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Posts Tagged ‘David Remnick’

Condé Nast Moves to One World Trade Center

The first wave of Condé Nast staffers are settling into their new digs at 1 World Trade Center this morning. The publishing house will occupy floors 20 through 44. It purchased the space — 1.2 million square feet — in 2012. But enough about that. We know you’re wondering which editor and staff will be on which floor.

According to The New York Times, Graydon Carter and Vanity Fair staffers have won that competition. While Condé’s CEO Chuck Townsend and other execs will be on the 42nd floor, Carter and Vanity Fair will be on the 41st. David Remnick and The New Yorker will take over the 38th floor; Anna Wintour and Vogue will take the 25th. The 44th floor will be occupied by Condé’s law firm.

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David Remnick: New Yorker Not Going Biweekly

New Yorker fans, breathe easy. David Remnick, the glossy’s editor, told WWD that there are no plans to cut back on publishing and make it a biweekly.

“I think the combination of a weekly print magazine and a daily website is perfect for us now I think if you go to a biweekly, you lose your seat at the table of what’s going on in the world a little bit,” he explained.

The entire interview is well worth a read, but below are some highlights.

On his relationship with Anna Wintour:

She has been nothing but supportive of what we do. If I need advice, I know that I have an extremely smart magazine person [whom] I can rely on, and she has been nothing but supportive of The New Yorker doing what it should be doing.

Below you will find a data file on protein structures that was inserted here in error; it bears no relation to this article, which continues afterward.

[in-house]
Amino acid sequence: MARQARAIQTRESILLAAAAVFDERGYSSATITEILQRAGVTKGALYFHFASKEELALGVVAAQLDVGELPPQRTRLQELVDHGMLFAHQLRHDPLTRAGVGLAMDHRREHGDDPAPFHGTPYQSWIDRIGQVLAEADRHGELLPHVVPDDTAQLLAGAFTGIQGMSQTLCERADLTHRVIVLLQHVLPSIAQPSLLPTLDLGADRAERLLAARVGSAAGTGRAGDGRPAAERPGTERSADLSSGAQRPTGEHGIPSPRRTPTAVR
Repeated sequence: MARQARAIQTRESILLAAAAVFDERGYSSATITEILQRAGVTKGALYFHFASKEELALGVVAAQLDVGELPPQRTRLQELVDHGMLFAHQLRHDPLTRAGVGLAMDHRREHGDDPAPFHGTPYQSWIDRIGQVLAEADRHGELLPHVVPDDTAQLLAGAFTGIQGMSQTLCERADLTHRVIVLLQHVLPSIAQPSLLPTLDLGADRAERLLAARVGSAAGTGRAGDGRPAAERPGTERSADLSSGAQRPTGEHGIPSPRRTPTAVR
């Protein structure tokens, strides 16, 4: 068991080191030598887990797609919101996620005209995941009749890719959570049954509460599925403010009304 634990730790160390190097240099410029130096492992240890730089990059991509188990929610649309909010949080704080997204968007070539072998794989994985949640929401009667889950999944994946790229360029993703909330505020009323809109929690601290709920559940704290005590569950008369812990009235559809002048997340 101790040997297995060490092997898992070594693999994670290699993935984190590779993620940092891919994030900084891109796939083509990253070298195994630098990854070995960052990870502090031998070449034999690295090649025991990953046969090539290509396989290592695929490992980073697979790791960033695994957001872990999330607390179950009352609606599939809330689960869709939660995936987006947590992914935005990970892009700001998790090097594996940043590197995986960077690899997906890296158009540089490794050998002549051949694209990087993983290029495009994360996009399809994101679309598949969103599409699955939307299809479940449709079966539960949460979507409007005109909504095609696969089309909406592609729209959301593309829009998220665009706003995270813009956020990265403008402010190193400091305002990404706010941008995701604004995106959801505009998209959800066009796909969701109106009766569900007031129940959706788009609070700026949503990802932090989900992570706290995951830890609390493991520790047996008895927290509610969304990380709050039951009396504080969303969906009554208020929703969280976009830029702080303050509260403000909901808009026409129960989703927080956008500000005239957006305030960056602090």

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Editors Give Derek Jeter Advice

Derek Jeter GDerek Jeter, the greatest baseball player of all time forever and ever, recently launched his own sports site — The Players’ Tribune. The site will feature content penned by pro athletes. Pro athletes, as you know, are not pro writers.

In an effort to help Jeter, Digiday asked several quality editors to dole out advice to Jeets. Below is just a sampling.

David Remnick (The New Yorker): “Since Derek Jeter has nothing but success in life, I gleefully anticipate his reaction when his first writer begins, ‘I just want to thank the fans.…’ Good luck, Derek! Hire real writers and pay them well.”

Cindi Leive (Glamour): “Work hard, sweat the details and remember: Drama counts!”

David Granger (Esquire): “It’s the guys who don’t get all that much playing time who most often have the valuable perspective and the funniest stories to offer. Don’t be afraid to let some of these guys contribute anonymously, as long as the professionals (like the incredible Gary Hoenig who you’ve already hired) make the effort to vet their contentions. This could be a good thing, as long as you push your contributors to tell both pleasant and unpleasant truths. Make it funny, make it real and you could have something here.”

The New Yorker to Launch New Paywall

Beginning July 21, The New Yorker’s content — dating back to 2007 — will be available for all to read online. We suggest you take advantage of this, because in three months, the glossy is closing everything back up; sealed behind a new, metered paywall.

The New York Times reports that the motivation behind opening up newyorker.com was to find out how readers interacted with the site, and then use that data to construct the revamped paywall. The magazine also hopes to add subscribers via the promotion.

We’re excited about this idea, because in the past, it was almost pointless to go to The New Yorker’s site unless you were a subscriber. You never really knew which articles would be available to non-subscribers, and the selection was always minimal.

David Remnick, the magazine’s editor, admitted as much. He told the Times that their method for selecting magazine content that was available online was “awkward” and had “long since outlived its conception.”

Roger Angell Chats with M Magazine

Nice interview feature from Sridhar Pappu for the summer issue of men’s luxury quarterly M.

RogerAngellPicHe caught up with 93-year-old New Yorker editor and writer Roger Angell to talk reader response to February 2014 piece “This Old Man,” Angell’s imminent receipt of the J. G. Taylor Spink Award and this man’s august New Yorker genealogy: